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Social Cohesion

BUILDING A SOCIALLY COHESIVE SOCIETY
The PII also identified Social Cohesion as a particular area requiring greater focus and attention. As such, an interdisciplinary research project on ‘Building a Cohesive Society in South Africa’ is underway. Social cohesion is perhaps one of the most fundamental policy challenges facing South Africa today. Since its independence and the end of apartheid two decades ago, and despite numerous government interventions, South Africa is yet to emerge as a socially cohesive nation. Social cohesion influences economic and social development, and nurturing a more cohesive society is an important policy goal in itself for any country. Whilst there is a widespread agreement that social cohesion influences economic and social development, and that nurturing a more cohesive society is an important policy goal in itself, there is far less consensus about what constitutes an appropriate definition of social cohesion in a South African context, or about the kinds of policies required to effectively promote a more cohesive society. 

The term “Social Cohesion” has been used loosely in academic literature and political discourse, and its meaning and its mutual dependence with economic development has not been well understood. Without definition, it becomes difficult to assess whether social cohesion has improved or worsened. Without definition and measurement, potential key determinants that are most important among a large number of factors that influence social cohesion (e.g., inequality, poverty, violence, gender conflicts, mistrust, and others) remain obscured, making it difficult to formulate policies that can be expected to materially improve social cohesion and achieve inclusive development most effectively. 

This Social Cohesion theme within the broader PII aims to provide a coherent diagnosis of the state of the nation as regards social cohesion in South Africa, and to promote innovative multidisciplinary research that provides rigorous policy advice to policy makers, planners, activists and community organisations that work to promote social cohesion. Because social cohesion is fundamentally multi-faceted, we take a multidisciplinary approach consisting of history, economics, political science, sociology, law and psychology.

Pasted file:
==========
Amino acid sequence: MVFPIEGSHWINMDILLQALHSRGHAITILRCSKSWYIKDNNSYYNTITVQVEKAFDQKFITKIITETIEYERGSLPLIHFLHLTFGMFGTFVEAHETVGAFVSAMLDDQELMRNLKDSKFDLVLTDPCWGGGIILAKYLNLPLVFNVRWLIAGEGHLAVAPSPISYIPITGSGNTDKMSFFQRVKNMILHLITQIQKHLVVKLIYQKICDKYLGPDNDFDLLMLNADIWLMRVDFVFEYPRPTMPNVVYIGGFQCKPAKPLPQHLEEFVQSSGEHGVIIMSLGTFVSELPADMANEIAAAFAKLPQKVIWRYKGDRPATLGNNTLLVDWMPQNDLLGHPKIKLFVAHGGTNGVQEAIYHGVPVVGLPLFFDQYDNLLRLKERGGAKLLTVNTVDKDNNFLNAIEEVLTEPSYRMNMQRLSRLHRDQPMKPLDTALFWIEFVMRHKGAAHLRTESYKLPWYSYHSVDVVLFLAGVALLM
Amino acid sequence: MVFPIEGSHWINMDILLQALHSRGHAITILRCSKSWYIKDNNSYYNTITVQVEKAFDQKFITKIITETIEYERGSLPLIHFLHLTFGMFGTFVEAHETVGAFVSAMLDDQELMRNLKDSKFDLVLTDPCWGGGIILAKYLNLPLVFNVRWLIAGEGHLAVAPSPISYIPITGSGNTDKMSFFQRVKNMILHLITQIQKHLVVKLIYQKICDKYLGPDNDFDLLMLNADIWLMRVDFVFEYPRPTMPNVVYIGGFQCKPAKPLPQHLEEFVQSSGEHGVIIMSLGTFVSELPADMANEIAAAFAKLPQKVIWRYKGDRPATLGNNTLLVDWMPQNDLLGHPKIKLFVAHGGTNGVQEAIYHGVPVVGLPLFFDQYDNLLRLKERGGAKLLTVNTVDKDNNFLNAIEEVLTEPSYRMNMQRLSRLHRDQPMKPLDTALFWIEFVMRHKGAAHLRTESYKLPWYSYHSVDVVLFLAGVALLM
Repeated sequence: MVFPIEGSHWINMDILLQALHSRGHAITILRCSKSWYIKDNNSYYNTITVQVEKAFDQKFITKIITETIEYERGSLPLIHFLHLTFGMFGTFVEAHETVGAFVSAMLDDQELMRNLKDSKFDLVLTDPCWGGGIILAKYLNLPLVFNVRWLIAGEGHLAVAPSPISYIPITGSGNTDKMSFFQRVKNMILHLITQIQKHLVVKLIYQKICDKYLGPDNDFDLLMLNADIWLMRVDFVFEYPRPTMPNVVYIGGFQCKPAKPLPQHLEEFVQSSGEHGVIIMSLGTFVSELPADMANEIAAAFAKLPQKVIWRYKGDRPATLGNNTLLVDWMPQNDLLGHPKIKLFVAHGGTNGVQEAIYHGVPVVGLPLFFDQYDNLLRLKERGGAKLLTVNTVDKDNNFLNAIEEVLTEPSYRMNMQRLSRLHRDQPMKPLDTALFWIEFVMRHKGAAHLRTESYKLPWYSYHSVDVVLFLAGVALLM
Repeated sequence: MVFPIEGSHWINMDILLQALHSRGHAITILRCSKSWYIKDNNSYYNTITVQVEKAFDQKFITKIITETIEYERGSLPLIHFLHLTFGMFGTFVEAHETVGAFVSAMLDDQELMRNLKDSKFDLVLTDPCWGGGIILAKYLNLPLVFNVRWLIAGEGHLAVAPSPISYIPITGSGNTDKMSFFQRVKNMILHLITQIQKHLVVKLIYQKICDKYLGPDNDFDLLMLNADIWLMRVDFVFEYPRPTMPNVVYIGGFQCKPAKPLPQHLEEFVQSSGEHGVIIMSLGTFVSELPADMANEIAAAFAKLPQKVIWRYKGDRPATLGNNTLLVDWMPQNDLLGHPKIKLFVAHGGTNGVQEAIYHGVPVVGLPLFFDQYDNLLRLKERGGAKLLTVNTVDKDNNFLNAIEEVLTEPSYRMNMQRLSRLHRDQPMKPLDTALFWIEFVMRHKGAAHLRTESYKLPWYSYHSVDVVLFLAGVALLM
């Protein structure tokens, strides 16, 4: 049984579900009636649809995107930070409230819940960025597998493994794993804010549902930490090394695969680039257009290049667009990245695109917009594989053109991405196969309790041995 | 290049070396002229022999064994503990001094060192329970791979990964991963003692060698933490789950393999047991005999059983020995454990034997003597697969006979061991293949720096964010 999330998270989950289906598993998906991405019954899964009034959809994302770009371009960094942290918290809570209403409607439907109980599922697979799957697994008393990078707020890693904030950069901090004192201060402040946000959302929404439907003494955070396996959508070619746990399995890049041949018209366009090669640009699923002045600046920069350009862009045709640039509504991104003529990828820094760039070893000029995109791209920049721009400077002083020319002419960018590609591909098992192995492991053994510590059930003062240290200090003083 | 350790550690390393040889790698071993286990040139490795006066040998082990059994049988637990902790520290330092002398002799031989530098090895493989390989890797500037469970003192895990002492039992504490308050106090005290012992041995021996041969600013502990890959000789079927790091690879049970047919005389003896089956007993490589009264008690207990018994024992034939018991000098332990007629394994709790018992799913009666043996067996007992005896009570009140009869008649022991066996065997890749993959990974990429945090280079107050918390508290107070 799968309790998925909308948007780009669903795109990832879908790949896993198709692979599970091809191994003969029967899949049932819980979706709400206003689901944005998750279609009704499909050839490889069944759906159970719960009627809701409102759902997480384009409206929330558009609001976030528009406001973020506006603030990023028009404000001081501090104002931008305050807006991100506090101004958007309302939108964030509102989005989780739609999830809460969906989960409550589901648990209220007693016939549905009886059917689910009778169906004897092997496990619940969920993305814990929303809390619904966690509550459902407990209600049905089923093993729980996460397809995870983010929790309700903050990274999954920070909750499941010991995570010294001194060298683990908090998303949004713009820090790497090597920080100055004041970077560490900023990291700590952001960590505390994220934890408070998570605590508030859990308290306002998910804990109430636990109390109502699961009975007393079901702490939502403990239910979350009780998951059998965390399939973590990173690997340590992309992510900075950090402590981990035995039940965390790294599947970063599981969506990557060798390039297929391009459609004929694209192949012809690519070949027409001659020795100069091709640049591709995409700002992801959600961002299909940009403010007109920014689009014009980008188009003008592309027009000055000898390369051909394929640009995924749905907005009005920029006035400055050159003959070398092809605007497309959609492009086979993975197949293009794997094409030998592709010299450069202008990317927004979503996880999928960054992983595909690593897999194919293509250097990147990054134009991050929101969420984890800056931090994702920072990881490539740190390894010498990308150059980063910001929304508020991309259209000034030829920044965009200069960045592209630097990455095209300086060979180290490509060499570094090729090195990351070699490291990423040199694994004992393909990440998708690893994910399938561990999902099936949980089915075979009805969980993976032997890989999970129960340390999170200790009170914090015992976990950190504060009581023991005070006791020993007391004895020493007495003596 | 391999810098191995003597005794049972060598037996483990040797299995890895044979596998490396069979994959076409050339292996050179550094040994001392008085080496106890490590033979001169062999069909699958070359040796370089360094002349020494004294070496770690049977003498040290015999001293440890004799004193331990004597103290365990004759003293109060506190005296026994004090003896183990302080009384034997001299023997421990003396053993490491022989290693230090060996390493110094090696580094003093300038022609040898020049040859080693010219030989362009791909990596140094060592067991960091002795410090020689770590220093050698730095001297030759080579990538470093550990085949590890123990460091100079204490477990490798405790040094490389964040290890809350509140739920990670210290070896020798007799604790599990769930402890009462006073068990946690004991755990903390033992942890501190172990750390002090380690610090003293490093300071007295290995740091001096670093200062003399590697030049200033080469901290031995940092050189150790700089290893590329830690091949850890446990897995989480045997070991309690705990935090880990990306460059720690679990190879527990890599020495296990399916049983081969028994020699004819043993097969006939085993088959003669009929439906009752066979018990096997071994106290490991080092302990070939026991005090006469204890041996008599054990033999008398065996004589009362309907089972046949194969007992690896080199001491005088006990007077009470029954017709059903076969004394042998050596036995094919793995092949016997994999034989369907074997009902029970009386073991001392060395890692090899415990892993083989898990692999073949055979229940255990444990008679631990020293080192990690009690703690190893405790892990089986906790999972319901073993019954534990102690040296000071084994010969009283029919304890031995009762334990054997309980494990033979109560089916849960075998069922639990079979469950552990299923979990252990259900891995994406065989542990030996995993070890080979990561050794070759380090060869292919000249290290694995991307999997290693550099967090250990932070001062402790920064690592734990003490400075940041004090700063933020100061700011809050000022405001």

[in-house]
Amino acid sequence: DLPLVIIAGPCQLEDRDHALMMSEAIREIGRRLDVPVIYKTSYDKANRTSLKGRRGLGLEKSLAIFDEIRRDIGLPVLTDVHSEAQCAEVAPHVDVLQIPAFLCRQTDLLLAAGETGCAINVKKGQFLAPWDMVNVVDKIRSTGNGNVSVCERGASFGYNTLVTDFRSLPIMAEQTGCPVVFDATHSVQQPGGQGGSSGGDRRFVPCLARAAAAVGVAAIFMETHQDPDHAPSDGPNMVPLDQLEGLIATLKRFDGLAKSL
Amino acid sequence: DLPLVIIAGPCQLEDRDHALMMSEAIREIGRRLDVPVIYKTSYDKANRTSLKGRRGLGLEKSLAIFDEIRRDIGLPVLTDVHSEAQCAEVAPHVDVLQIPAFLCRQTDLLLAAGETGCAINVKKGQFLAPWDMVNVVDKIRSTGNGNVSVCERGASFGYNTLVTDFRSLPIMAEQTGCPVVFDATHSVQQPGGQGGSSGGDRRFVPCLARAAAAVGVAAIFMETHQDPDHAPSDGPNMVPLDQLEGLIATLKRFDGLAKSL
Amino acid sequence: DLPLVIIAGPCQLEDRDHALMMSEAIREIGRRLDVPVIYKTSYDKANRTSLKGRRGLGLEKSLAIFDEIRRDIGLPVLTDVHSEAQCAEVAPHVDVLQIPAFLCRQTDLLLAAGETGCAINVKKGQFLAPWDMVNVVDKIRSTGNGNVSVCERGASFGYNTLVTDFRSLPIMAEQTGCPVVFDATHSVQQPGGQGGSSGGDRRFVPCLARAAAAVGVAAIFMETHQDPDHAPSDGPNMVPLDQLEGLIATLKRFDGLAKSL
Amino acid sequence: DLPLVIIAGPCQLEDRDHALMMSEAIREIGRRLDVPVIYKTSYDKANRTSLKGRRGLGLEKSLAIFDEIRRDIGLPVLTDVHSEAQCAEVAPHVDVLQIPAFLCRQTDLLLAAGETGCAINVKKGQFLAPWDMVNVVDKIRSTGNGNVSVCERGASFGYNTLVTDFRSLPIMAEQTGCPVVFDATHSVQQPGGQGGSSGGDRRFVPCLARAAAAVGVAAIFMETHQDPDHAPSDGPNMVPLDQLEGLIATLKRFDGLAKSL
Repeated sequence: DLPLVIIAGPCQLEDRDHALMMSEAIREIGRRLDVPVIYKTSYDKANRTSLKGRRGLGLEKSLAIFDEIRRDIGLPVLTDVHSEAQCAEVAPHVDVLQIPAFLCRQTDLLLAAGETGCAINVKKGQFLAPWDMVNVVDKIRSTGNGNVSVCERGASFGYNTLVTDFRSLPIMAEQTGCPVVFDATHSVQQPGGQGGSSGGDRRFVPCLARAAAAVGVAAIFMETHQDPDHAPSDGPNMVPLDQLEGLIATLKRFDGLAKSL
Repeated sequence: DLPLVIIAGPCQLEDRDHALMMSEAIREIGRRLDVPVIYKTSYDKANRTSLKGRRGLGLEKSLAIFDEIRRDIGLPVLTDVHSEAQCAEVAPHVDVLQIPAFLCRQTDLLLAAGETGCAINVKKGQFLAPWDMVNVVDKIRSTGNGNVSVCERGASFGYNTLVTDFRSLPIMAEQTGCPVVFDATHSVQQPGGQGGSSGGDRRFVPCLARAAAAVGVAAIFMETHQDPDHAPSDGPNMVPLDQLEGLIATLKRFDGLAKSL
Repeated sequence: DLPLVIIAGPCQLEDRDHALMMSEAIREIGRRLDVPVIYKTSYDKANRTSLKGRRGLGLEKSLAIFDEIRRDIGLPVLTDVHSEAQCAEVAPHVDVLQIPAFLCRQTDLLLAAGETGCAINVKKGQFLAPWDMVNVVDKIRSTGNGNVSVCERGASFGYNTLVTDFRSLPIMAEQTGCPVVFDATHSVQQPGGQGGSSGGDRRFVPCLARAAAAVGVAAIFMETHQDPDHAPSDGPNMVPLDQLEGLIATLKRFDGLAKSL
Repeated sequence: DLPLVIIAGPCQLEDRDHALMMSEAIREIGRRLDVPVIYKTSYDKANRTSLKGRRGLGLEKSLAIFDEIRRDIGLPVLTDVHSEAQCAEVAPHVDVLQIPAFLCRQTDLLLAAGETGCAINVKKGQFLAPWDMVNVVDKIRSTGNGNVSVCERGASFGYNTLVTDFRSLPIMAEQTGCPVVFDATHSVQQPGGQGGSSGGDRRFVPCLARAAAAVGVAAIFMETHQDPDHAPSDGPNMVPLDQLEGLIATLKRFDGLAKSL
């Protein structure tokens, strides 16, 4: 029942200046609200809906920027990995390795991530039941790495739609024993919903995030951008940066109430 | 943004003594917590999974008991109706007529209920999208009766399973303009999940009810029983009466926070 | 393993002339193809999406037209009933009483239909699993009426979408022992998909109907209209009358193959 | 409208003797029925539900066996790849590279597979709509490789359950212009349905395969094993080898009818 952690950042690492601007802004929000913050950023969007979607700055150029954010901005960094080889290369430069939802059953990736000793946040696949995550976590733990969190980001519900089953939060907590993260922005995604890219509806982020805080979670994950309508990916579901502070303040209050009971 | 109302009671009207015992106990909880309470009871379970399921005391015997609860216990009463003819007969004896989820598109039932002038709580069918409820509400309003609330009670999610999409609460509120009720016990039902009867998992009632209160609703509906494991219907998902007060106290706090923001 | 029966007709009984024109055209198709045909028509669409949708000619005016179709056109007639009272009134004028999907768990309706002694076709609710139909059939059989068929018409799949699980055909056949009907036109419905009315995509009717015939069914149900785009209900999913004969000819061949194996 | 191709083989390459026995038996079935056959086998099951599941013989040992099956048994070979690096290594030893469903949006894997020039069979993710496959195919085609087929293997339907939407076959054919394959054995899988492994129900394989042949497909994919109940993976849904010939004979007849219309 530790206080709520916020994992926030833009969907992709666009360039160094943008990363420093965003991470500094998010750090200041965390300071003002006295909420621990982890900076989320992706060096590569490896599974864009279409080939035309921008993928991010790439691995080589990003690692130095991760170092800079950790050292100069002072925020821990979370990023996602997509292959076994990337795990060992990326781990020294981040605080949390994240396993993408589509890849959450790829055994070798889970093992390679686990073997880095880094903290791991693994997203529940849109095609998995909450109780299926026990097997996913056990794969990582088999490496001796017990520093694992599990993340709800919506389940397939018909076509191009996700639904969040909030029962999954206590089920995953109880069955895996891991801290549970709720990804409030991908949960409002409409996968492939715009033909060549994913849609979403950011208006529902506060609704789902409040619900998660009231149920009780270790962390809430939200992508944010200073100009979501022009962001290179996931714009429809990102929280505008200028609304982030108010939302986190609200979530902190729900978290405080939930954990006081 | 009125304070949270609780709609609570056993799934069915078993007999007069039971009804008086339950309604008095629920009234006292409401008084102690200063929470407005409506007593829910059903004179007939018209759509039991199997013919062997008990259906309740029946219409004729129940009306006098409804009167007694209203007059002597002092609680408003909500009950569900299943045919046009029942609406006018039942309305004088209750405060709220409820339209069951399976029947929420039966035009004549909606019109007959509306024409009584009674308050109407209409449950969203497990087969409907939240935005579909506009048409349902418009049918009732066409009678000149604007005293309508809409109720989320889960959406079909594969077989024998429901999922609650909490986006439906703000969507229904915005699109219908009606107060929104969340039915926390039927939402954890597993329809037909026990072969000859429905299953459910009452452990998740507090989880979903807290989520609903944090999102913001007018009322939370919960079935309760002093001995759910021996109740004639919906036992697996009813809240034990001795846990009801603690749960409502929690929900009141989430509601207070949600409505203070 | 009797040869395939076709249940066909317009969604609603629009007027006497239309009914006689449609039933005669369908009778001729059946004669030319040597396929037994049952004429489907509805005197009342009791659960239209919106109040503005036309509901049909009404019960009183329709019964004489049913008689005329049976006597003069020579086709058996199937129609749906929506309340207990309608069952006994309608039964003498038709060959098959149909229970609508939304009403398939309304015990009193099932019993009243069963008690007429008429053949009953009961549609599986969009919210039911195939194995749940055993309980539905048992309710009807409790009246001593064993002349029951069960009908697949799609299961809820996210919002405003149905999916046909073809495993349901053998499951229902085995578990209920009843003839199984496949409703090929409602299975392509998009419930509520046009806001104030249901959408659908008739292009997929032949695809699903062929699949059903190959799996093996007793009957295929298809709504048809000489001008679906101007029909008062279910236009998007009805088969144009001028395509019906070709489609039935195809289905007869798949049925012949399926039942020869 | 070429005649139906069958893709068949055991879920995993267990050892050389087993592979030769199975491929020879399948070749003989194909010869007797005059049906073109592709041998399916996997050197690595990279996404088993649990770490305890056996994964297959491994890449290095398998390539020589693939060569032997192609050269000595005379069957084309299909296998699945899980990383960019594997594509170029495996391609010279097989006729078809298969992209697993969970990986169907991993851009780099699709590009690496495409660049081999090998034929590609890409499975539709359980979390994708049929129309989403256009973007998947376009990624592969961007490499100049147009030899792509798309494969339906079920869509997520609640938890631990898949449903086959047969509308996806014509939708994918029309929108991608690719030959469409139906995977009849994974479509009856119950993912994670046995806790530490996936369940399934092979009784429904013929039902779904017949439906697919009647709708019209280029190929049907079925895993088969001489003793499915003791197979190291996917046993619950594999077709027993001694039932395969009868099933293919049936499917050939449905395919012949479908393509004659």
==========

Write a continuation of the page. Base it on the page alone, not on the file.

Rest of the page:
Through the establishment of an active network of researchers and practitioners whose work speaks to the issue of social cohesion in South Africa, the project aims to:

  • offer researchers and practitioners working in different fields an opportunity to connect, debate and collaborate;
  • promote and enhance the visibility of the wealth of existing work that already exists on Social Cohesion;
  • take seriously the task of translating existing evidence on effective social cohesion interventions into useful policy proposals; and
  • engage effectively with policy makers in achieving the National Development Plan's Vision 2030.

In 2016, a collaborative research project which addressed issues related to inequality and social cohesion in South Africa commenced. Research partners included the French Development Agency (AFD), the Institute of Justice and Reconciliation, and UCT’s PII. The project aimed to address the following research questions:
•    What is the relationship between social cohesion an economic inequality?
•    What kinds of institutional change do we need in order to promote social cohesion and reduce inequality?
•    How do we bridge the growing inter-generational divide? 

The research findings were released at a workshop in early in 2018 and are discussed in several publications such as working papers and policy briefs.  

Visit the social cohesion workshops page.